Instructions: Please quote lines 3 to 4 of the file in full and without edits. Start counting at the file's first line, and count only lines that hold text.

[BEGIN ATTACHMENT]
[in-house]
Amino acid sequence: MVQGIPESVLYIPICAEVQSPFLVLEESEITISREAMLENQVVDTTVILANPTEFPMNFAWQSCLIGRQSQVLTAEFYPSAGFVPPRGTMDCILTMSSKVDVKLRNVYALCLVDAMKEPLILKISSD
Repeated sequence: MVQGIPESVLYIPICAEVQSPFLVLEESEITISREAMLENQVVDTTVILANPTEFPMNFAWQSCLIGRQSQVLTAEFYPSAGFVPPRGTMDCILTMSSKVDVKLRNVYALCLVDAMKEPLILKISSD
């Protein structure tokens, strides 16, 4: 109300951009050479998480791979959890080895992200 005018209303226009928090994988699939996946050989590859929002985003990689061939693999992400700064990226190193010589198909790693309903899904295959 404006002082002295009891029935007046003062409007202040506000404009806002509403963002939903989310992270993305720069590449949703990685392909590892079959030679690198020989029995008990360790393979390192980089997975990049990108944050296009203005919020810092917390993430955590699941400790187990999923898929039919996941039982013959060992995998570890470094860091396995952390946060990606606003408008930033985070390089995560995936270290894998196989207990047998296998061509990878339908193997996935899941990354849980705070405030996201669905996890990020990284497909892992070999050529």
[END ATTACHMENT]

Repeated sequence: MVQGIPESVLYIPICAEVQSPFLVLEESEITISREAMLENQVVDTTVILANPTEFPMNFAWQSCLIGRQSQVLTAEFYPSAGFVPPRGTMDCILTMSSKVDVKLRNVYALCLVDAMKEPLILKISSD
């Protein structure tokens, strides 16, 4: 109300951009050479998480791979959890080895992200 005018209303226009928090994988699939996946050989590859929002985003990689061939693999992400700064990226190193010589198909790693309903899904295959 404006002082002295009891029935007046003062409007202040506000404009806002509403963002939903989310992270993305720069590449949703990685392909590892079959030679690198020989029995008990360790393979390192980089997975990049990108944050296009203005919020810092917390993430955590699941400790187990999923898929039919996941039982013959060992995998570890470094860091396995952390946060990606606003408008930033985070390089995560995936270290894998196989207990047998296998061509990878339908193997996935899941990354849980705070405030996201669905996890990020990284497909892992070999050529």